Consider the following from Numerical Computation chapter of Deep Learning book

Machine learning algorithms usually require a high amount of numerical computation. This typically refers to algorithms that solve mathematical problems by methods that update estimates of the solution via an iterative process, rather than analytically deriving a formula to provide a symbolic expression for the correct solution. Common operations include optimization (finding the value of an argument that minimizes or maximizes a function) and solving systems of linear equations. Even just evaluating a mathematical function on a digital computer can be difficult when the function involves real numbers, which cannot be represented precisely using a finite amount of memory.

The paragraph clearly mentions that solving system of linear equations is a common operation in machine learning. I just know that solving system of linear equations is useful in reinforcement learning and some basic algorithms of machine learning including regression.

Is solving system of linear equations useful anywhere in deep learning?

I think that we use them nowhere since optimization is the only algorithm generally used in deep learning.


2 Answers 2


I guess a first distinction should be made between deep learning as a whole or deep learning as architecture. I think the paragraph you quote refers to solving systems of linear equations as a simple operation involved in deep learning generically. And this is definitely the case, when training a deep model we're always solving systems of linear equations, think about the way weights and biases are applied to an input:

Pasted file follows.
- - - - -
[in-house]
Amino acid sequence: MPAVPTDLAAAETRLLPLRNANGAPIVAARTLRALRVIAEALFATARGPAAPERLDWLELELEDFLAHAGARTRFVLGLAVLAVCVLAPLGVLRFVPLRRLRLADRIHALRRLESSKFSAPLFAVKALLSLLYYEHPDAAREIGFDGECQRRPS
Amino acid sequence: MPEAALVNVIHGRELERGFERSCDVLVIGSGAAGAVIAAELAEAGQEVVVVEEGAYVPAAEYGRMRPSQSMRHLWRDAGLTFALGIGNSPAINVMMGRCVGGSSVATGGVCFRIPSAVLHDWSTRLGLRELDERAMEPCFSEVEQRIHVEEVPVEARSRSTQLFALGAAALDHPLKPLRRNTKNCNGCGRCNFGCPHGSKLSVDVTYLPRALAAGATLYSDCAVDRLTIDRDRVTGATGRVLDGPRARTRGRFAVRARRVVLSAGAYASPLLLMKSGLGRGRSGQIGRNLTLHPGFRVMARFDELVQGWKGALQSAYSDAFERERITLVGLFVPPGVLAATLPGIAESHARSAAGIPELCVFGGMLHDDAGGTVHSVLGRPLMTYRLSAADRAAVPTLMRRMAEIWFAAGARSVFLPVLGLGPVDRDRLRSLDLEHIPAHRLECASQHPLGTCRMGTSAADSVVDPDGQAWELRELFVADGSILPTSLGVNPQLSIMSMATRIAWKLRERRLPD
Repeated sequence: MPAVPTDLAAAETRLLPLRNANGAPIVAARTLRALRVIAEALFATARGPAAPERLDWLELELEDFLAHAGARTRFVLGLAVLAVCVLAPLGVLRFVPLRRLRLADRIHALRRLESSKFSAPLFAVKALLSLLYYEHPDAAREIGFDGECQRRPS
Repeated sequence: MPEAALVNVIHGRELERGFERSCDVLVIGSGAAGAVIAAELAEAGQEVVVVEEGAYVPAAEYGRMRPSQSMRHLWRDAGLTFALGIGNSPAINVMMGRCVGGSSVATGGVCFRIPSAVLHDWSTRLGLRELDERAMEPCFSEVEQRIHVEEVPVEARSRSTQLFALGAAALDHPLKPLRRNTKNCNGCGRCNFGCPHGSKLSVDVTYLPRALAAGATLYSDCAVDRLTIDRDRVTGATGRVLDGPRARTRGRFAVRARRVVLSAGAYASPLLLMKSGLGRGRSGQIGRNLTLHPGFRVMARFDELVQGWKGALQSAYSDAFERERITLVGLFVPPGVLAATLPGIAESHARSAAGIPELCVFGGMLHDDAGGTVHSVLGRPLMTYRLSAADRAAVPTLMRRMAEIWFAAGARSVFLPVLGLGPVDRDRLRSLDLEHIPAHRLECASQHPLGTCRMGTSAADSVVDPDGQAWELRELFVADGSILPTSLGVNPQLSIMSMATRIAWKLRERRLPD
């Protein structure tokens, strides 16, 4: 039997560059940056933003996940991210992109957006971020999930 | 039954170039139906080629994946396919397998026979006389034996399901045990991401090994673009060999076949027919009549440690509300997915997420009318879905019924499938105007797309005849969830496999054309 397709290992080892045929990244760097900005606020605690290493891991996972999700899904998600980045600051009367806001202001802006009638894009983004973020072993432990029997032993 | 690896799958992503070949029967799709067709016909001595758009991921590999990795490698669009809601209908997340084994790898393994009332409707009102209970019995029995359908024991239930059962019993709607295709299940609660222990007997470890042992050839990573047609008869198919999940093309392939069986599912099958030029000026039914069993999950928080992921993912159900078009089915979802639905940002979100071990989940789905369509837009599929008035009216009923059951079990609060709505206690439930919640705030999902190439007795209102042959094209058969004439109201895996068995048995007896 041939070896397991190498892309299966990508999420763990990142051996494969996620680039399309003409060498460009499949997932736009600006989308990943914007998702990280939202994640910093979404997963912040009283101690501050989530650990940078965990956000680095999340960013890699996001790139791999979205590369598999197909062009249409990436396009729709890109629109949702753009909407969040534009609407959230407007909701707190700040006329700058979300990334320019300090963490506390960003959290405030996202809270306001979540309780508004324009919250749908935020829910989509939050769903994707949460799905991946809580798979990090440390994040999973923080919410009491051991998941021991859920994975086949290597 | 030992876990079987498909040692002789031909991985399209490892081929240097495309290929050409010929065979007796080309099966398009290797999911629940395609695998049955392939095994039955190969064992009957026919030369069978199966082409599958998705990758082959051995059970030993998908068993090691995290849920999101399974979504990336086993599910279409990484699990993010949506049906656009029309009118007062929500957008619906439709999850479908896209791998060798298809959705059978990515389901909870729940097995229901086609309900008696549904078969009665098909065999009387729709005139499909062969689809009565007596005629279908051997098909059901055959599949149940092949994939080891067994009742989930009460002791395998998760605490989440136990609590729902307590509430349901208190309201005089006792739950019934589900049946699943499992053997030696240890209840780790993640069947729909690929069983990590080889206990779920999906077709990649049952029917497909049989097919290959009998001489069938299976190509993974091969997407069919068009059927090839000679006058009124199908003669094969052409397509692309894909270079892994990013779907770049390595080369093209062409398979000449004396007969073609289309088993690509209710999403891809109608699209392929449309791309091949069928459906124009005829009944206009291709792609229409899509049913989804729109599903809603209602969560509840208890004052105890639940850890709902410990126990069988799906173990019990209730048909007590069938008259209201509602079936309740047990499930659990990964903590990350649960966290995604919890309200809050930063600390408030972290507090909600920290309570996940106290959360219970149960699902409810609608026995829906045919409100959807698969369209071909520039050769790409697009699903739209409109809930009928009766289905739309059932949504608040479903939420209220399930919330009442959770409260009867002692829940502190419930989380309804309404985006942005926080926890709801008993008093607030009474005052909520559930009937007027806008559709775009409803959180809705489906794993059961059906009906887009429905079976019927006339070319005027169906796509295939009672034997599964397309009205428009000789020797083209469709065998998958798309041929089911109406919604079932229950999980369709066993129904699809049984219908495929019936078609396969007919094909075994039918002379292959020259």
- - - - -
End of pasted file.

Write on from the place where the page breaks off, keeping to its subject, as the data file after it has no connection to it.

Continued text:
$W*x + b$

this is in itself a system of linear equations. Then, moving away from training and model architectures, in deep learning there is still a massive use of dimensionality reduction techniques involved in pre or post processing of the data like SVD or PCA that also consists in solving systems of linear equations (an we could add any matrix factorization technique, relevant especially in the early methods for word embedding training before the advent of transformers).


Well the paragraph you quote says "Machine learning algorithms ...", so it's not restricted to deep learning.

When considering Machine Learning in general there is the case of Gaussian Process Regression where to fit the models a matrix needs to be inverted (which is equivalent to solving a linear system of equations), check equations 2.7 and 2.8 of chapter 2 of the standard GPR book


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